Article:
Instant Joy: The State of Polaroid
I’m not one to get nostalgic about old technology. Sure the typewriter was classic, and Super 8 cameras are all fun and games until you try to edit anything, but nothing has quite found a place in people’s hearts as much as the Polaroid camera. Since the company announced it would stop producing cameras and film in 2008, the price and availability of film has turned into its own black market. Just do a simple search on ebay or Craigslist and you’ll see what I mean. Now that digital cameras have proliferated to the point that Fisher-Price now makes them for toddlers, the Polaroid represents something more than just instant results. It’s all about the look. You know the faded finish that produces instant nostalgia on matte back square. Unlike other gadgets from yesteryear the Polaroid will not go the way of the laserdisc. There is hope in sight. That’s where The Impossible Project comes in.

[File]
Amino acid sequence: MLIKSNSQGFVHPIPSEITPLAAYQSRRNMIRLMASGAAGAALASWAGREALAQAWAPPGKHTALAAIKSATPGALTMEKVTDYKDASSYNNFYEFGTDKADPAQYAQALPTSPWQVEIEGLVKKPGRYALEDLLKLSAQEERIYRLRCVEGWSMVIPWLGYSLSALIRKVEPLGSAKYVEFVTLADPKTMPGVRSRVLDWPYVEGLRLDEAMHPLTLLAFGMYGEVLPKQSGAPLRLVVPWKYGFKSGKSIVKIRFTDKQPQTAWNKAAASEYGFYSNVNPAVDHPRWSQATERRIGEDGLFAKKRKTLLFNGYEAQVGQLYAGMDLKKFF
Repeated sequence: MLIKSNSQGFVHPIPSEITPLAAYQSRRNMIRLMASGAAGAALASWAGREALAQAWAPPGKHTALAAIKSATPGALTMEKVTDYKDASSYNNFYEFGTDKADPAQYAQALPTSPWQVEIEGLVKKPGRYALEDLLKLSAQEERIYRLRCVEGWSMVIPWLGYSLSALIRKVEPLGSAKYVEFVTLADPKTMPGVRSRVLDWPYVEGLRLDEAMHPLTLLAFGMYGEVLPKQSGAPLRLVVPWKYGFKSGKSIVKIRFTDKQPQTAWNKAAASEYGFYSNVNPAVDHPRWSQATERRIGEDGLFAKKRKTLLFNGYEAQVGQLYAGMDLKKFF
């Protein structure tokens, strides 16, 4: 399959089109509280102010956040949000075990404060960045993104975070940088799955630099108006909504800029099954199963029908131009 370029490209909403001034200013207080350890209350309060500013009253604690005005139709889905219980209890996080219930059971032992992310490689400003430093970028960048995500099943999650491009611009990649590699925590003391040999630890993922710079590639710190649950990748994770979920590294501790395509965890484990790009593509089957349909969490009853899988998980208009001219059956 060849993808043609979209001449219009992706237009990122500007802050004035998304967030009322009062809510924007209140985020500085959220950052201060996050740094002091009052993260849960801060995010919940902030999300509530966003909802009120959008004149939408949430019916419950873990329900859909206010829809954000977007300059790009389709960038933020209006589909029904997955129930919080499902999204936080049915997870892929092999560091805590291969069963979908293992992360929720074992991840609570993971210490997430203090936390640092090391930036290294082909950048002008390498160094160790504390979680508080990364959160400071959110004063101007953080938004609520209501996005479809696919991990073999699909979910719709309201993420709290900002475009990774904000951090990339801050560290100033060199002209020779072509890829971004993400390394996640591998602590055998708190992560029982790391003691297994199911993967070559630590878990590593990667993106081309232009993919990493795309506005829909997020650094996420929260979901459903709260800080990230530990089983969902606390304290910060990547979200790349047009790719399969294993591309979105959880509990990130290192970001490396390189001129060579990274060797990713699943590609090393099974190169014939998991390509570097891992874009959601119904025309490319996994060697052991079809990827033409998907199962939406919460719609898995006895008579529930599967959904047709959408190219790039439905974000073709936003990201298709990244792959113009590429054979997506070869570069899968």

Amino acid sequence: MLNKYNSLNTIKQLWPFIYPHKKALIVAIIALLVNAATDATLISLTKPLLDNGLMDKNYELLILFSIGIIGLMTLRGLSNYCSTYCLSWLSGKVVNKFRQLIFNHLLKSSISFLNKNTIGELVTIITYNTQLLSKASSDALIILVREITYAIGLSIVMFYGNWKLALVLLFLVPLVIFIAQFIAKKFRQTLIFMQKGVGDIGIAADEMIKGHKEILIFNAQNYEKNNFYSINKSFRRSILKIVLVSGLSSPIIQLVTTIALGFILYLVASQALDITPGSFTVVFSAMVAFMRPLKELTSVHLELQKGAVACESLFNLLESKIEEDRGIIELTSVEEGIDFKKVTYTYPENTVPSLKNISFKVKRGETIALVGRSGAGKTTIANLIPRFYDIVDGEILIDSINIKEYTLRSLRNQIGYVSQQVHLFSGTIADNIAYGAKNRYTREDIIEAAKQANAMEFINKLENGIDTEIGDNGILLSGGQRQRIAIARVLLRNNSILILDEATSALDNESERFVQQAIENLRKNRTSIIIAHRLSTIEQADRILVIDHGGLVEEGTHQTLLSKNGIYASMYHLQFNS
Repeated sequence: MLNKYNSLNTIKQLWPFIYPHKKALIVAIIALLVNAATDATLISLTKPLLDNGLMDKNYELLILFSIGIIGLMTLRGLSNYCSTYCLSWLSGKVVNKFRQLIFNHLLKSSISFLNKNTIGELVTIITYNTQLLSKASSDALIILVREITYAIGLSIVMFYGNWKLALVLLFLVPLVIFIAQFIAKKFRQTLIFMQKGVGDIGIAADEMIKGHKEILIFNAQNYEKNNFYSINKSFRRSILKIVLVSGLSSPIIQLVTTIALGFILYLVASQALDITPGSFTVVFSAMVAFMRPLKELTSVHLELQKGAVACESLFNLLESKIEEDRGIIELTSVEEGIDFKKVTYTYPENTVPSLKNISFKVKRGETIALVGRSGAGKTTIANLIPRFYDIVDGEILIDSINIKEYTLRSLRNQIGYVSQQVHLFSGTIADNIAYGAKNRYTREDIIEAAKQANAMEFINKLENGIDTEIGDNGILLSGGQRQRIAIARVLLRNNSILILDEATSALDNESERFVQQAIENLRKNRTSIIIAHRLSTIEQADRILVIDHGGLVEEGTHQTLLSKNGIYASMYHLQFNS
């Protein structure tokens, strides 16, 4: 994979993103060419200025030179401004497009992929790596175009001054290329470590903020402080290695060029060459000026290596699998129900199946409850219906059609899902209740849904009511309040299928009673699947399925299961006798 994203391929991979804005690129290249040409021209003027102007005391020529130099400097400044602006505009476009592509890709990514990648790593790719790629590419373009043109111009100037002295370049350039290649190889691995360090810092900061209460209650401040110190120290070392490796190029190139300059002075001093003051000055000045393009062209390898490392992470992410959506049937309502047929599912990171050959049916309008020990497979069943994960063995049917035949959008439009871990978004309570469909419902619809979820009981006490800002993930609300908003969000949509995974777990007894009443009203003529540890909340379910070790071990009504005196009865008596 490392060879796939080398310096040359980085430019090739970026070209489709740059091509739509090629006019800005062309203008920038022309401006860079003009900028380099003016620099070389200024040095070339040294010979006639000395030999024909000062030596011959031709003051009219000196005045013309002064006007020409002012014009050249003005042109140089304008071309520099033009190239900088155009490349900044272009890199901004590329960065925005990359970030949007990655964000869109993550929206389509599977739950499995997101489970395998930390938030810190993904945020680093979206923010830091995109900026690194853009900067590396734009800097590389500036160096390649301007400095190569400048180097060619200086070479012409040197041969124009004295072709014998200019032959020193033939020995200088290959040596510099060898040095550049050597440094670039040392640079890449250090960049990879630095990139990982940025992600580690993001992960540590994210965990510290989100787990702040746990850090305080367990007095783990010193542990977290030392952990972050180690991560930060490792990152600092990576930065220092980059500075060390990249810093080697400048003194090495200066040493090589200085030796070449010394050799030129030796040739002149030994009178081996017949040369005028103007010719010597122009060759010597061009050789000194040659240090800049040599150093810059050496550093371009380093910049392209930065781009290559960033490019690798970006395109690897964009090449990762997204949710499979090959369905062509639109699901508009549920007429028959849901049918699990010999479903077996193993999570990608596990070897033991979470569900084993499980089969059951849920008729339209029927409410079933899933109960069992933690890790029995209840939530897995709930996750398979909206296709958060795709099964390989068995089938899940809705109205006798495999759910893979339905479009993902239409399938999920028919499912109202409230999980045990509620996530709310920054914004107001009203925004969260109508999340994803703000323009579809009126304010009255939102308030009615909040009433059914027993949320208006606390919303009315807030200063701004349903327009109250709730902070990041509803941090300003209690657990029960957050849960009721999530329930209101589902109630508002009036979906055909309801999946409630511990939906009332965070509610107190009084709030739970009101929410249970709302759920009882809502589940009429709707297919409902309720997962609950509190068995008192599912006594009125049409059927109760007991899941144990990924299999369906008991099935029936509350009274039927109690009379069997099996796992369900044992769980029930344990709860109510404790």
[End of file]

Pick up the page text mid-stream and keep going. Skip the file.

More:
Despite it’s name, this organization is making leaps and bounds when it comes to re-starting the production of film for old Polaroid cameras. After buying a factory from Polaroid in Holland, they’ve teamed up with Urban Outfitters (collective groan) and plan on selling film in 2010. No to knock UO, starting on August 21, they’ve started selling deadstock film with proceeds going towards the Impossible Project. To clarify, the project’s goal is not to manufacture the original Polaroid film but to make a new and better film that is compatible with all the old cameras under a new brand name. Whatever they call it, anyone who’s a roid-lover can now breathe a big, heavy sigh. In the meantime, you can help the wheels of production going by supporting The Impossible Project. To further support and remember what is now considered an ‘art form”, check out Polaroid.net to browse or post your photos in the soon to be largest archive of instant photography. Because you can’t dig up old dusty flickr files out of a shoebox and reminisce.